Who You’ll Hear
Kati Kleber, MSN RN CCRN-K – Nurse educator, former cardiac med-surg/stepdown and neurocritical care nurse, author, speaker
Melissa Stafford, BSN RN CCRN SCRN – Highly experienced and currently practicing nationally certified neurocritical care nurse
Elizabeth Mills, BSN RN CCRN – highly experienced neurocritical care nurse, current Stroke Navigator for a Primary Stroke Center
What You’ll Learn
- Responsibilities of the Charge Nurse
- Pet Peeves
- Final Thoughts
Responsibilities of the charge nurse
- Manage flow in and out of unit
- Know how many beds you have, how many are open, pending discharges, pending admissions
- Assign admissions and make the assignment for next shift
- Have a good grasp of the unit as a whole
- Give and get charge report (going patient-by-patient, a rough idea of what’s going on with each patient and needs/plan for the next shift)
- Know who on the unit is unstable because you are the second set of nursing eyes and hands to help out the primary nurse.
- Deal with customer service issues
- Support preceptors, new nurses, and nurses dealing with a declining patient. Regularly round on nurses (and CNAs) to offer help.
- Ensure you have the supplies and equipment needed
- Deal with unexpected situations (ex: patient has eloped, EMR downtime requiring paper charting, or maybe even a drug deal going down in a patient room!?)
- Be the mediator if your own staff members are having an issue with one another
Sometimes you will be “free” and have no patients, sometimes you may have a full patient load and still need to fulfill the responsibilities of the charge nurse. Being a charge nurse requires excellent time management and delegation.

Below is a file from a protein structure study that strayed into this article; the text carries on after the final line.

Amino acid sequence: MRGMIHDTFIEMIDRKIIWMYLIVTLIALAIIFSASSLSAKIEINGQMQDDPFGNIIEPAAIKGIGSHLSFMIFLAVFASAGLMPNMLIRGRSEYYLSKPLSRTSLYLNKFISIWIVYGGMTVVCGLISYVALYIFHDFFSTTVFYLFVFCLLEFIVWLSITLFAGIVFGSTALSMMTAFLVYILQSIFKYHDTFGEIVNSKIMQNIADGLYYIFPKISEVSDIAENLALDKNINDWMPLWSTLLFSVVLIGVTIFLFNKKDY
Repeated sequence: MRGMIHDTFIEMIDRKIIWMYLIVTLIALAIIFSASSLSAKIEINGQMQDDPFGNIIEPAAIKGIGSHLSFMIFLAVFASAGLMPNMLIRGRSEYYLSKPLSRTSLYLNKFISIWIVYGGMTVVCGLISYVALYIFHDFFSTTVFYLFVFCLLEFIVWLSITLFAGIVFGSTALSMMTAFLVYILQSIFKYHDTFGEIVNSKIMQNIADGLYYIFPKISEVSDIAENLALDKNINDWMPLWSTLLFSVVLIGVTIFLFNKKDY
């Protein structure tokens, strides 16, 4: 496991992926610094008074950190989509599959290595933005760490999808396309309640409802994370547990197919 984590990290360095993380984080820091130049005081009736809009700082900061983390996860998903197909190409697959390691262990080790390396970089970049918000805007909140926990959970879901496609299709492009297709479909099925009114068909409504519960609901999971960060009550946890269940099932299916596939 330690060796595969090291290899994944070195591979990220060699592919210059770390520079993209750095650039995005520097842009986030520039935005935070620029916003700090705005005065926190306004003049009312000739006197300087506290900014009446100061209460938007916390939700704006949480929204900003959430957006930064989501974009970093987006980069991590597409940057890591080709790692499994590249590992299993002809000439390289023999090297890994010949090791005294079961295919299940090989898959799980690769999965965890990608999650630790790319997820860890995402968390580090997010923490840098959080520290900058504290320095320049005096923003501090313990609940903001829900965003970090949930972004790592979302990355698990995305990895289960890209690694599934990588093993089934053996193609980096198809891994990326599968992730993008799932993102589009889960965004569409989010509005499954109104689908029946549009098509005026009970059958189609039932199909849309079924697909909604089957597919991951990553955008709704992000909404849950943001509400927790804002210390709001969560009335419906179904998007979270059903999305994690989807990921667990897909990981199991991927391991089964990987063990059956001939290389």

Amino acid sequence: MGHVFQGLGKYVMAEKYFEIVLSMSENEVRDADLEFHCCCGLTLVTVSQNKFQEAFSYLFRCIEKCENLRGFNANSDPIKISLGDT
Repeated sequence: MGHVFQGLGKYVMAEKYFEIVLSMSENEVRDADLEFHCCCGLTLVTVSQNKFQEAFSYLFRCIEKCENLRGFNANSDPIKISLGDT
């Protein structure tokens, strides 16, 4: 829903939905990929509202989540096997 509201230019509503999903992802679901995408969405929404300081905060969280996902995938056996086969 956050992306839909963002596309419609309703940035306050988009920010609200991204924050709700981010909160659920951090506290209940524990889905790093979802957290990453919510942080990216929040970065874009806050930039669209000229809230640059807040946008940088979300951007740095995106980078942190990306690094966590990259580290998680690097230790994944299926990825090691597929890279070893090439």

- Be proactive in anything that you do.
- Make appropriate assignments
- Keep in mind: acuity, busyness, types of patients orientees need, planned discharges/downgrades
- Think ahead about throughput: Where will you put the next patient? Who will it be assigned to?
- If you have to give a charge nurse patients, give them light/stable patients, but not ones that will be transferring/discharging because then that charge will be up for admissions.
- Know your resources and who to call next for help
- Communicate with your staff
- Tell them if they are up next for an admit
- Get updates from them to make appropriate assignments for next shift (acuity and stability, current LDAs, upcoming procedures/interventions)
- When your pager goes off, quickly chart check that patient to make sure they are actually appropriate for your unit.
- Know how to look up policies because ultimately that is what you will need to rely on to justify your actions.
- When offering help, offer to do something specific (pass this med that’s overdue, set up the room for your admission, etc.) because a nurse may be so busy they can’t quickly think of which task to delegate to you.
- When a new patient is pending into your unit, do not say “who wants this patient?” You are in charge, you assign that patient.
- If you have few or no patients as charge nurse, do not kick back at the nurses station all day. Be a role model for your team and frequently offer help to others.
- If you have a full patient assignment, remember that your patients come first and your charge nurse role comes second.
- The best charge nurses are proactive, engaged, and a role model for the rest of their team.
- It may be humbling to admit that you don’t know how to deal with a situation. Your job as charge nurse is to figure it out. Call your supervisor, call a charge nurse from another unit, or call security and ask the questions even if you might feel silly doing so.